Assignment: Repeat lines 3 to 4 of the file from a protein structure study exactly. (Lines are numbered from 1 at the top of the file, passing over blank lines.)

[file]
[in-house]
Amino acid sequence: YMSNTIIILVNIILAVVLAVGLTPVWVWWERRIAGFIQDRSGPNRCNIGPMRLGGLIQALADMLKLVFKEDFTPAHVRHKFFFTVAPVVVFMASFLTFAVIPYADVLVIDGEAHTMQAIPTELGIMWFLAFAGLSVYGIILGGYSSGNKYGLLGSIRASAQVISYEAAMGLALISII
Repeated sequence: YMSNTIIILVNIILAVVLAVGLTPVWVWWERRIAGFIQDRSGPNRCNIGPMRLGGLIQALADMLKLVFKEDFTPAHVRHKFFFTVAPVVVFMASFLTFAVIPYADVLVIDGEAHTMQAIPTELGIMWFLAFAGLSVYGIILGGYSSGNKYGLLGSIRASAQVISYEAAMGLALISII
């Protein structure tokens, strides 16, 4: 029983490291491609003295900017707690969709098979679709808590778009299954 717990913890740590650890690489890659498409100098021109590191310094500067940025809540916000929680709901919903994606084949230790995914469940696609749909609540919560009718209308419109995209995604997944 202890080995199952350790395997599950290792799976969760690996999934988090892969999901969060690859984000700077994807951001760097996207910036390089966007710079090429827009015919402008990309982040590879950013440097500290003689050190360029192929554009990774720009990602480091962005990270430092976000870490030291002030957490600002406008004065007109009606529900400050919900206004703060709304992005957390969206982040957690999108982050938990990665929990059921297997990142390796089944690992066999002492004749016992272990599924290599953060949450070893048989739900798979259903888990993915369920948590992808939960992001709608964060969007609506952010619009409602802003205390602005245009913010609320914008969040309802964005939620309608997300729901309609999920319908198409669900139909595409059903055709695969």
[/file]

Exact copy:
Repeated sequence: YMSNTIIILVNIILAVVLAVGLTPVWVWWERRIAGFIQDRSGPNRCNIGPMRLGGLIQALADMLKLVFKEDFTPAHVRHKFFFTVAPVVVFMASFLTFAVIPYADVLVIDGEAHTMQAIPTELGIMWFLAFAGLSVYGIILGGYSSGNKYGLLGSIRASAQVISYEAAMGLALISII
């Protein structure tokens, strides 16, 4: 029983490291491609003295900017707690969709098979679709808590778009299954 717990913890740590650890690489890659498409100098021109590191310094500067940025809540916000929680709901919903994606084949230790995914469940696609749909609540919560009718209308419109995209995604997944 202890080995199952350790395997599950290792799976969760690996999934988090892969999901969060690859984000700077994807951001760097996207910036390089966007710079090429827009015919402008990309982040590879950013440097500290003689050190360029192929554009990774720009990602480091962005990270430092976000870490030291002030957490600002406008004065007109009606529900400050919900206004703060709304992005957390969206982040957690999108982050938990990665929990059921297997990142390796089944690992066999002492004749016992272990599924290599953060949450070893048989739900798979259903888990993915369920948590992808939960992001709608964060969007609506952010619009409602802003205390602005245009913010609320914008969040309802964005939620309608997300729901309609999920319908198409669900139909595409059903055709695969």